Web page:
Yoga Sutra 2.45 states:
Perfection in samadhi arises from dedication to Ishvara (Ravi Ravindra)
Samadhi is experienced from surrendering the results of action to and deeply respecting the inner, universal light of knowledge (Nicolai Bachman)
Okay, it's time for me to get real. When I did my first teacher training and we (I hesitate to say studied) learned about the yamas and niyamas I pretty much had no idea what was going on. My head was so far in the asana clouds that I couldn't see much that had to do with yogic philosophy. But! I was always interested. Just more from a distance. I wanted to know about yoga philosophy, but I didn't necessarily want to live it. As time has progressed, I am pleased to say that my perspective has shifted to allow space for a life based in yoga.
When isvarapranidhana was first explained to me, it was described as "devotion to god." It's a pretty good start, but there is so much more to it. For one thing, isvarapranidhana is part of a three-step process to weaken the kleshas and work toward samadhi. The other two parts are tapas and svadhyaya or the fire created from regular practice and self inquiry; both which are up to you, the practitioner. They are very much something that you have control of, whereas isvarapranidhana is about giving it up to something higher than yourself.
Indians have no problem with this step. They are all about devotion. Where else in the world could you find businesses called "Sri Hanuman Used Tires" or a clothing boutique called "Jaya Laxshmi"? You can't walk a block in India without coming across a statue, burning incense or flowers laid down as puja. It's as though they were put on earth to devote themselves to something greater.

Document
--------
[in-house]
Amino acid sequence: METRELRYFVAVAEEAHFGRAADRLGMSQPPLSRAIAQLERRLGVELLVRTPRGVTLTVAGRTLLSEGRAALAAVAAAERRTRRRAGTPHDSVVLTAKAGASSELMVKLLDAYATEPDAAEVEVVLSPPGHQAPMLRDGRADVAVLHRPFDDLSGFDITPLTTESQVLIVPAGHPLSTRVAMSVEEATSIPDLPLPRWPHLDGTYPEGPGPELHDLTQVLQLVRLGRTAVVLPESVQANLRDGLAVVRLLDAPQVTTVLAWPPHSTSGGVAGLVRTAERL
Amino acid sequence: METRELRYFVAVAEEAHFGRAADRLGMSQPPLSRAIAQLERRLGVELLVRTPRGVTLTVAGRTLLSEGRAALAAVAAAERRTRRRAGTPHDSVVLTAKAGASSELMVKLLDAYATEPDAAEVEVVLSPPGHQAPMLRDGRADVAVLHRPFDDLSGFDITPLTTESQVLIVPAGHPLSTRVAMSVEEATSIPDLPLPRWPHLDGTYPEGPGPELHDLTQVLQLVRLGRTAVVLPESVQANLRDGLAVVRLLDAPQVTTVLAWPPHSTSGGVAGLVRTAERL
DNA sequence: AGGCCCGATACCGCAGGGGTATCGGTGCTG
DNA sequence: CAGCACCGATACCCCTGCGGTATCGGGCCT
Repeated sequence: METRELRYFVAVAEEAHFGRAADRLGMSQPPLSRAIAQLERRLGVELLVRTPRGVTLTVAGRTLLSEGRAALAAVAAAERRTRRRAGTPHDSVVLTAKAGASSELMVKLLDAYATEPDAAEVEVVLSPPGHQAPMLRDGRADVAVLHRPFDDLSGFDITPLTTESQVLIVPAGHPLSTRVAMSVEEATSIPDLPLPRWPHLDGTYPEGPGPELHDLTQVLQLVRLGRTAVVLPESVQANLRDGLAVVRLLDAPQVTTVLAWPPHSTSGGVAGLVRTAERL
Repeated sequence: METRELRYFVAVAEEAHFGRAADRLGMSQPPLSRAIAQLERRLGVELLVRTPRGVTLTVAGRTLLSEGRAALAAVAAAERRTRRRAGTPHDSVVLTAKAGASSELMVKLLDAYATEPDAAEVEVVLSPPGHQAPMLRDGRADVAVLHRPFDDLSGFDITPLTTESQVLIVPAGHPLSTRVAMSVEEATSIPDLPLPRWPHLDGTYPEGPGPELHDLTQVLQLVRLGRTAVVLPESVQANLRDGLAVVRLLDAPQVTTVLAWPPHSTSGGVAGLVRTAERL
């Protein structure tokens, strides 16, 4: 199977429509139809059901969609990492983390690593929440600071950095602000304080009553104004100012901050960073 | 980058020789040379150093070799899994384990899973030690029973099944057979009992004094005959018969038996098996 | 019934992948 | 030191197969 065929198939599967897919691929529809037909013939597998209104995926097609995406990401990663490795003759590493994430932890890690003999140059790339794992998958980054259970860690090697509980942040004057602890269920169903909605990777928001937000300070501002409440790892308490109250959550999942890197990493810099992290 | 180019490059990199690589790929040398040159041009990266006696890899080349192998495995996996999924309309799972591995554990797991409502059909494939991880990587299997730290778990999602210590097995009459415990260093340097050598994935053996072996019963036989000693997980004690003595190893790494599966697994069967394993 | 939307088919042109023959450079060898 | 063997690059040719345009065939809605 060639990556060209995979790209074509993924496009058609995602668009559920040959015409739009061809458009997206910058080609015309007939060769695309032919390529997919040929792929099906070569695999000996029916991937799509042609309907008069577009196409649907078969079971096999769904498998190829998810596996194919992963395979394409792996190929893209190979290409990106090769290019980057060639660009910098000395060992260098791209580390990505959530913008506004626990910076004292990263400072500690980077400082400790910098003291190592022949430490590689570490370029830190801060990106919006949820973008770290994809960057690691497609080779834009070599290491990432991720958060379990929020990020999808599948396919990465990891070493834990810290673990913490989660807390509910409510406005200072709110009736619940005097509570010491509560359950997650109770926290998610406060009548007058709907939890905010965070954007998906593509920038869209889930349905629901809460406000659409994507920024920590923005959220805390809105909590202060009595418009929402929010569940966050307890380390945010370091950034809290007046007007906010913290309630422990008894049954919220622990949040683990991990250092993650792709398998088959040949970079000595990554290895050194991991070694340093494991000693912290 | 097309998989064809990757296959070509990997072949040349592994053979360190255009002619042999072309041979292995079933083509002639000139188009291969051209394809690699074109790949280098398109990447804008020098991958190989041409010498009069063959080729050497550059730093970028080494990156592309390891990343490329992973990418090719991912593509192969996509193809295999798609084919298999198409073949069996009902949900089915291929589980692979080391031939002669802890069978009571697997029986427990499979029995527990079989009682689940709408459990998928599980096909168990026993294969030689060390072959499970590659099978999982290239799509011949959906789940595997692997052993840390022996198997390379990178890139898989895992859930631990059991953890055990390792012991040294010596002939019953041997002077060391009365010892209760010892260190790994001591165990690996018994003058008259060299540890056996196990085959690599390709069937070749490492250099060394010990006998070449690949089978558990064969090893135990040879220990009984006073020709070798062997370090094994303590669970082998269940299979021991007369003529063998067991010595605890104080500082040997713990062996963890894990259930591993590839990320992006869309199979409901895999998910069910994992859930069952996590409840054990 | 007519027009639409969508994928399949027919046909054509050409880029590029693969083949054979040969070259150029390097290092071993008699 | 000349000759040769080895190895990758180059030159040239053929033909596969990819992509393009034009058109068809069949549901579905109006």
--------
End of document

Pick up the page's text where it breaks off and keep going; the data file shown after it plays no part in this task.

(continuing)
So, that's what Indians do. But it's not necessarily what we as westerners have to do. We are often cynical and jaded about things religious or devotional. I get it! I was raised in a tradition that I no longer practice and have certain angry feelings toward said tradition. Five years ago, I would have been the last person on earth capable of writing a blog post about "devotion to god."
Alright. Here's where it's up for interpretation. Ishvara is not necessarily "god" in the traditional sense. It can also be understood as "the universal teacher" or the light within you capable of connecting to the light present in someone else. Or maybe for you it's the "inner teacher" or personal sense of something more than you. In other words, you can be a practicing atheist and still identify in some regards with ishvara. It certainly won't be in the traditional sense intended, but likely more of a "giving it up to my inner teacher" idea.
It can be hard to have faith. Or to give away the control to something outside (or deep inside) of ourselves. But it feels so good! So go out there and get your isvarapranidhana on!